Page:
Influence of Crystallographic Orientation on Creep Resistance of Single-Crystal Superalloy

Barbara Kościelniak 1 , Kamil Gancarczyk 1 , Marek Poręba 1 ,  and Robert Albrecht 2
  • 1 Department of Materials Science, Faculty of Mechanical Engineering and Aeronautics, Rzeszow University of Technology, Rzeszow, Poland
  • 2 Institute of Materials Science, University of Silesia, Chorzow, Poland
Barbara Kościelniak
  • Corresponding author
  • Department of Materials Science, Faculty of Mechanical Engineering and Aeronautics, Rzeszow University of Technology, Rzeszow, Poland
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, Kamil Gancarczyk
  • Department of Materials Science, Faculty of Mechanical Engineering and Aeronautics, Rzeszow University of Technology, Rzeszow, Poland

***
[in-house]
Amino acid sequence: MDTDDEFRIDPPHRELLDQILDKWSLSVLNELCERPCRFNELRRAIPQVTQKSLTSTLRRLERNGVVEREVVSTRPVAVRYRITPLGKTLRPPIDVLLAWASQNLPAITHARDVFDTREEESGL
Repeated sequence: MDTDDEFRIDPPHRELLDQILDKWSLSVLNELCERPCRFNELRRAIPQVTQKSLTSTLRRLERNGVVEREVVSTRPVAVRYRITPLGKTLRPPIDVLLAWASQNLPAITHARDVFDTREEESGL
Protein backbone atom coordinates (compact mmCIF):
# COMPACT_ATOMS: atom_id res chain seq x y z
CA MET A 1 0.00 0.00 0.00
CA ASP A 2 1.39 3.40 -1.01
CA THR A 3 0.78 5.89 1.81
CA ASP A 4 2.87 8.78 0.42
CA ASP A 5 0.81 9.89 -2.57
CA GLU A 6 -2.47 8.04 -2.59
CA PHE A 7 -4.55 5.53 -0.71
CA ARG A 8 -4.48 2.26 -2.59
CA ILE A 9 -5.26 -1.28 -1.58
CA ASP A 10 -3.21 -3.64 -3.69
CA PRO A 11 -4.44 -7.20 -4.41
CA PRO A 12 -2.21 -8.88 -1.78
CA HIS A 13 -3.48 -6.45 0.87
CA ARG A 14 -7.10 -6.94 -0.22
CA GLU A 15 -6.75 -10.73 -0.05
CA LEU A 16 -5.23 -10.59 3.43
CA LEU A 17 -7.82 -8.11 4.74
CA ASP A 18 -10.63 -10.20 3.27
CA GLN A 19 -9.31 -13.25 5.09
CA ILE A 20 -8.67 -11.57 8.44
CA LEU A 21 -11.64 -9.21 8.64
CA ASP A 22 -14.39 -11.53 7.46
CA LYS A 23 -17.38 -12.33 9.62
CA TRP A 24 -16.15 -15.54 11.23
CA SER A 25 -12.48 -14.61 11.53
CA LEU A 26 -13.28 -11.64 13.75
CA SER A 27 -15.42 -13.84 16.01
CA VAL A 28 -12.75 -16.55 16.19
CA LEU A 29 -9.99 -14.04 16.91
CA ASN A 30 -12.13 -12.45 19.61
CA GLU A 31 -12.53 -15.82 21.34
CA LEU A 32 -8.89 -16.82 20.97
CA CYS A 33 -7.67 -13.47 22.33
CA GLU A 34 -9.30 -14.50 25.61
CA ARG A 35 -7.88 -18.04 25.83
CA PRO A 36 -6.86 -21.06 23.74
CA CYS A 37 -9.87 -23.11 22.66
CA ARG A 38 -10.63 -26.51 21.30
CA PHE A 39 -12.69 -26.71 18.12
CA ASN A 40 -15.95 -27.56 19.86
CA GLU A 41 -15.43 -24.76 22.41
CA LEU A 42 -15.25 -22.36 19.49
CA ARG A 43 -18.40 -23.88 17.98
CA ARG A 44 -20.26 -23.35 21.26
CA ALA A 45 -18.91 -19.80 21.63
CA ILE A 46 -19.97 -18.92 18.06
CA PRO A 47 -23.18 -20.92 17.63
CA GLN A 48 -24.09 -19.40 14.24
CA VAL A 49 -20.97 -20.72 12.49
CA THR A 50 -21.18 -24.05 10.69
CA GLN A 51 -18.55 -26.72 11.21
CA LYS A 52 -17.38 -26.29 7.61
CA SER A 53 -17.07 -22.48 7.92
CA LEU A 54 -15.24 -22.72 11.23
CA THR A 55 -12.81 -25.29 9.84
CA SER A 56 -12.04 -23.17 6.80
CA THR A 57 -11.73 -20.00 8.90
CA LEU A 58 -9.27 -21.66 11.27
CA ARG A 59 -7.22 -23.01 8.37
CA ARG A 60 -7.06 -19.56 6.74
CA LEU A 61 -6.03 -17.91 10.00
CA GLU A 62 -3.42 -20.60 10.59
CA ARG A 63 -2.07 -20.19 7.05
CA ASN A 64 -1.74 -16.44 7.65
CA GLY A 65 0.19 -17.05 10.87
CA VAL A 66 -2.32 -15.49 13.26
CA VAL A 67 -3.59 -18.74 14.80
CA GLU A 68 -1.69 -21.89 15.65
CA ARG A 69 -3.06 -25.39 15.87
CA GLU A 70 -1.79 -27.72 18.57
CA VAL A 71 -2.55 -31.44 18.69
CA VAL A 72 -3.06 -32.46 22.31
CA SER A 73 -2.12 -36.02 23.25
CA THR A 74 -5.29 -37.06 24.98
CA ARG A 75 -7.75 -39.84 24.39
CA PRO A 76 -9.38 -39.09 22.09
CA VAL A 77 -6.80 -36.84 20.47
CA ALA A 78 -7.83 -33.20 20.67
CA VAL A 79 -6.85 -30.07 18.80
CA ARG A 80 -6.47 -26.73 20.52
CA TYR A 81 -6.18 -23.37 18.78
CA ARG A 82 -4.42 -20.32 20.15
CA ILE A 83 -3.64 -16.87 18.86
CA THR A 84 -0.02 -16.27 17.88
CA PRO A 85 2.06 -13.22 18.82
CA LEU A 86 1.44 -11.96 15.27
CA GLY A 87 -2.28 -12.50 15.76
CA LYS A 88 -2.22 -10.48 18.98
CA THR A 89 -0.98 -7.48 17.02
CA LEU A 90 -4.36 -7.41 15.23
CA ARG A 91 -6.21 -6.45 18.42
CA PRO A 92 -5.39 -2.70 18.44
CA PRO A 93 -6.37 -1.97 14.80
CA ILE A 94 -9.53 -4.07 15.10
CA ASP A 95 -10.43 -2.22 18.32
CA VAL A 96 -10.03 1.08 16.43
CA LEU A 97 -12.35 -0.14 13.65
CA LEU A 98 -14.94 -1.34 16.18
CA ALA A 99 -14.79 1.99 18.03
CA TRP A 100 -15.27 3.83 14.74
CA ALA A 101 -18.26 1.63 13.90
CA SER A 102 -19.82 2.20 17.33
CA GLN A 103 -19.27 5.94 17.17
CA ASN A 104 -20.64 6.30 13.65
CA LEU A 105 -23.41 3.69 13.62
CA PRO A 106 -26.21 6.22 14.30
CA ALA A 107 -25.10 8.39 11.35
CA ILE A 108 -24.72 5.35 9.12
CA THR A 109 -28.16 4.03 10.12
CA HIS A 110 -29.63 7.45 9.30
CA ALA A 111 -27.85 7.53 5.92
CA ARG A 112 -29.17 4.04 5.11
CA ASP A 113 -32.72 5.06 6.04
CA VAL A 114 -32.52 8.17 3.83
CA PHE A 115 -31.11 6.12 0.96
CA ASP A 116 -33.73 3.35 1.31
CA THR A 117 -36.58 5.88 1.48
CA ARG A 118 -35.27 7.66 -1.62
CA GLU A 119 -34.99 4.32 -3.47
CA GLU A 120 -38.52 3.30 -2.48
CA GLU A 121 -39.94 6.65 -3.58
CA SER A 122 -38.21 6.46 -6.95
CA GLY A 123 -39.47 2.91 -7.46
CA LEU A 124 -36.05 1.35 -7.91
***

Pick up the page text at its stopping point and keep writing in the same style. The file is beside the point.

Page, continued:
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, Marek Poręba
  • Department of Materials Science, Faculty of Mechanical Engineering and Aeronautics, Rzeszow University of Technology, Rzeszow, Poland
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and Robert Albrecht

Abstract

This paper focuses on the influence of crystallographic orientation on creep resistance of CMSX-4 nickel-based superalloy. The single-crystal rods of CMSX-4 superalloy were manufactured with the use of the Bridgman method at a withdrawal rate of 3 mm/min. The crystallographic orientation of the rods was determined by the X-ray Ω-scan method with OD-EFG diffractometer and the Laue back-reflection technique. The creep tests were performed at a temperature of 982°C and the value of stress σ = 248 MPa. Microstructural investigation before and after the creep test of CMSX-4 superalloy was performed using a scanning electron microscope. The results showed that the distribution of the values of α angle strongly affects the creep resistance of a single-crystal superalloy.